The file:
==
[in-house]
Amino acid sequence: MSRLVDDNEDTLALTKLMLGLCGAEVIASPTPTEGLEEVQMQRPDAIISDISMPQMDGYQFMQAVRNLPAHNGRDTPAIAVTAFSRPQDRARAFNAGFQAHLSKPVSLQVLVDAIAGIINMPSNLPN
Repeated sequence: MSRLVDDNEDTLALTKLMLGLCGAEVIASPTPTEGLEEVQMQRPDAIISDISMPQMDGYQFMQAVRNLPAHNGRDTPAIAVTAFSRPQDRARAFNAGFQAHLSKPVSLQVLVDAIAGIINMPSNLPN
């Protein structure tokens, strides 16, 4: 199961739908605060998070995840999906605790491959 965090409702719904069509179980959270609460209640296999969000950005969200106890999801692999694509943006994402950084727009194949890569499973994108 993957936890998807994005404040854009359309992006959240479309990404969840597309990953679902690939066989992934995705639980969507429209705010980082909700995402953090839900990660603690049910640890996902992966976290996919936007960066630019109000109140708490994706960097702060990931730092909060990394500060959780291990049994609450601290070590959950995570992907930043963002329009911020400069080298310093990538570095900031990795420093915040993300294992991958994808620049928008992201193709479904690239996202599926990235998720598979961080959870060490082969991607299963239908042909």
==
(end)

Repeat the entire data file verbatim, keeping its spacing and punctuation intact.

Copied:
[in-house]
Amino acid sequence: MSRLVDDNEDTLALTKLMLGLCGAEVIASPTPTEGLEEVQMQRPDAIISDISMPQMDGYQFMQAVRNLPAHNGRDTPAIAVTAFSRPQDRARAFNAGFQAHLSKPVSLQVLVDAIAGIINMPSNLPN
Repeated sequence: MSRLVDDNEDTLALTKLMLGLCGAEVIASPTPTEGLEEVQMQRPDAIISDISMPQMDGYQFMQAVRNLPAHNGRDTPAIAVTAFSRPQDRARAFNAGFQAHLSKPVSLQVLVDAIAGIINMPSNLPN
């Protein structure tokens, strides 16, 4: 199961739908605060998070995840999906605790491959 965090409702719904069509179980959270609460209640296999969000950005969200106890999801692999694509943006994402950084727009194949890569499973994108 993957936890998807994005404040854009359309992006959240479309990404969840597309990953679902690939066989992934995705639980969507429209705010980082909700995402953090839900990660603690049910640890996902992966976290996919936007960066630019109000109140708490994706960097702060990931730092909060990394500060959780291990049994609450601290070590959950995570992907930043963002329009911020400069080298310093990538570095900031990795420093915040993300294992991958994808620049928008992201193709479904690239996202599926990235998720598979961080959870060490082969991607299963239908042909």